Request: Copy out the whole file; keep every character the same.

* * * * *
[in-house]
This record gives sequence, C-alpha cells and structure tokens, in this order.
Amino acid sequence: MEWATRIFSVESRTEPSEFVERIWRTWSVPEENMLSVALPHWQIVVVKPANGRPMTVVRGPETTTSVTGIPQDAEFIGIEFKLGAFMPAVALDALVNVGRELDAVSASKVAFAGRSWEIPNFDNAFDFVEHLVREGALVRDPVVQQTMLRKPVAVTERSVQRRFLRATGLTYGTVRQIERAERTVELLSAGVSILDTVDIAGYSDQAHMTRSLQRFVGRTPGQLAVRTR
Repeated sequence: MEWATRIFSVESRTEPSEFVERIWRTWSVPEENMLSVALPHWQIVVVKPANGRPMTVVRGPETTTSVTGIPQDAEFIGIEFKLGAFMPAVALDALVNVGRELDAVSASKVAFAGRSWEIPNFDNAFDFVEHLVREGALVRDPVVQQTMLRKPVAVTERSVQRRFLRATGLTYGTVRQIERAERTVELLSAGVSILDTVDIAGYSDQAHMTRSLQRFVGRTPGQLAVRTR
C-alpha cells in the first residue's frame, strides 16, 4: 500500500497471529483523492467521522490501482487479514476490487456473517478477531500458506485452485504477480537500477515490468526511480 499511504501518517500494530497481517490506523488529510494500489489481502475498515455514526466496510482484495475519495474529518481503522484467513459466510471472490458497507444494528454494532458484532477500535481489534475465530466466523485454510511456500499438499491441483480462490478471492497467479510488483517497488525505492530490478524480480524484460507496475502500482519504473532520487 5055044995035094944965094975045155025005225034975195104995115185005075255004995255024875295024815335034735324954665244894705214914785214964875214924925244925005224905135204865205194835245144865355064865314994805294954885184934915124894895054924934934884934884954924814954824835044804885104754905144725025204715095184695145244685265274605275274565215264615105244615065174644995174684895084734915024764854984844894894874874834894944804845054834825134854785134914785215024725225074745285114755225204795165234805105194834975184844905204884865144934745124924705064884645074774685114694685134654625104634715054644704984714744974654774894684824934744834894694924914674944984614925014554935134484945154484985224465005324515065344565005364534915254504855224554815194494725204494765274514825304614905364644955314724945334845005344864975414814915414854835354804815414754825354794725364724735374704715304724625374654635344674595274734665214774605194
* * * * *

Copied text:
[in-house]
This record gives sequence, C-alpha cells and structure tokens, in this order.
Amino acid sequence: MEWATRIFSVESRTEPSEFVERIWRTWSVPEENMLSVALPHWQIVVVKPANGRPMTVVRGPETTTSVTGIPQDAEFIGIEFKLGAFMPAVALDALVNVGRELDAVSASKVAFAGRSWEIPNFDNAFDFVEHLVREGALVRDPVVQQTMLRKPVAVTERSVQRRFLRATGLTYGTVRQIERAERTVELLSAGVSILDTVDIAGYSDQAHMTRSLQRFVGRTPGQLAVRTR
Repeated sequence: MEWATRIFSVESRTEPSEFVERIWRTWSVPEENMLSVALPHWQIVVVKPANGRPMTVVRGPETTTSVTGIPQDAEFIGIEFKLGAFMPAVALDALVNVGRELDAVSASKVAFAGRSWEIPNFDNAFDFVEHLVREGALVRDPVVQQTMLRKPVAVTERSVQRRFLRATGLTYGTVRQIERAERTVELLSAGVSILDTVDIAGYSDQAHMTRSLQRFVGRTPGQLAVRTR
C-alpha cells in the first residue's frame, strides 16, 4: 500500500497471529483523492467521522490501482487479514476490487456473517478477531500458506485452485504477480537500477515490468526511480 499511504501518517500494530497481517490506523488529510494500489489481502475498515455514526466496510482484495475519495474529518481503522484467513459466510471472490458497507444494528454494532458484532477500535481489534475465530466466523485454510511456500499438499491441483480462490478471492497467479510488483517497488525505492530490478524480480524484460507496475502500482519504473532520487 5055044995035094944965094975045155025005225034975195104995115185005075255004995255024875295024815335034735324954665244894705214914785214964875214924925244925005224905135204865205194835245144865355064865314994805294954885184934915124894895054924934934884934884954924814954824835044804885104754905144725025204715095184695145244685265274605275274565215264615105244615065174644995174684895084734915024764854984844894894874874834894944804845054834825134854785134914785215024725225074745285114755225204795165234805105194834975184844905204884865144934745124924705064884645074774685114694685134654625104634715054644704984714744974654774894684824934744834894694924914674944984614925014554935134484945154484985224465005324515065344565005364534915254504855224554815194494725204494765274514825304614905364644955314724945334845005344864975414814915414854835354804815414754825354794725364724735374704715304724625374654635344674595274734665214774605194